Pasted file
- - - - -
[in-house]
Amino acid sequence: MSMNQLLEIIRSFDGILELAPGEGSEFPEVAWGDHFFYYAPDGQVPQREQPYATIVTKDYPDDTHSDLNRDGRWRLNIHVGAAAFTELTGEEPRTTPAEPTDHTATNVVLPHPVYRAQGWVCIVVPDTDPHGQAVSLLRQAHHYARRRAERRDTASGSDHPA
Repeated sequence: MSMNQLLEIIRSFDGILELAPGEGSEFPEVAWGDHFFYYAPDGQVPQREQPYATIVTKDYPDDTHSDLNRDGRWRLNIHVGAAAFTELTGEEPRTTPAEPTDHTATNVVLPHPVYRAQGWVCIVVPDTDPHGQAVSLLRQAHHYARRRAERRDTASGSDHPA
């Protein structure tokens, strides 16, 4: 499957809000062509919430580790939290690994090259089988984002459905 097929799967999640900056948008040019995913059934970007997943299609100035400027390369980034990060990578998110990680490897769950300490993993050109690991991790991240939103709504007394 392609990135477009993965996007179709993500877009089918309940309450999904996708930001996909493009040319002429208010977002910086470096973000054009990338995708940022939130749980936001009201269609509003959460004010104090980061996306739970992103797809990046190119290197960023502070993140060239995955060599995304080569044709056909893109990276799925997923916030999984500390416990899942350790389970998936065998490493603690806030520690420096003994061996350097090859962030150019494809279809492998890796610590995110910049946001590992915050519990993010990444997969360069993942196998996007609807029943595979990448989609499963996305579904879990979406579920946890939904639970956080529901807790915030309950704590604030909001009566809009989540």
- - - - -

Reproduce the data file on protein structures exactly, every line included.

[in-house]
Amino acid sequence: MSMNQLLEIIRSFDGILELAPGEGSEFPEVAWGDHFFYYAPDGQVPQREQPYATIVTKDYPDDTHSDLNRDGRWRLNIHVGAAAFTELTGEEPRTTPAEPTDHTATNVVLPHPVYRAQGWVCIVVPDTDPHGQAVSLLRQAHHYARRRAERRDTASGSDHPA
Repeated sequence: MSMNQLLEIIRSFDGILELAPGEGSEFPEVAWGDHFFYYAPDGQVPQREQPYATIVTKDYPDDTHSDLNRDGRWRLNIHVGAAAFTELTGEEPRTTPAEPTDHTATNVVLPHPVYRAQGWVCIVVPDTDPHGQAVSLLRQAHHYARRRAERRDTASGSDHPA
């Protein structure tokens, strides 16, 4: 499957809000062509919430580790939290690994090259089988984002459905 097929799967999640900056948008040019995913059934970007997943299609100035400027390369980034990060990578998110990680490897769950300490993993050109690991991790991240939103709504007394 392609990135477009993965996007179709993500877009089918309940309450999904996708930001996909493009040319002429208010977002910086470096973000054009990338995708940022939130749980936001009201269609509003959460004010104090980061996306739970992103797809990046190119290197960023502070993140060239995955060599995304080569044709056909893109990276799925997923916030999984500390416990899942350790389970998936065998490493603690806030520690420096003994061996350097090859962030150019494809279809492998890796610590995110910049946001590992915050519990993010990444997969360069993942196998996007609807029943595979990448989609499963996305579904879990979406579920946890939904639970956080529901807790915030309950704590604030909001009566809009989540």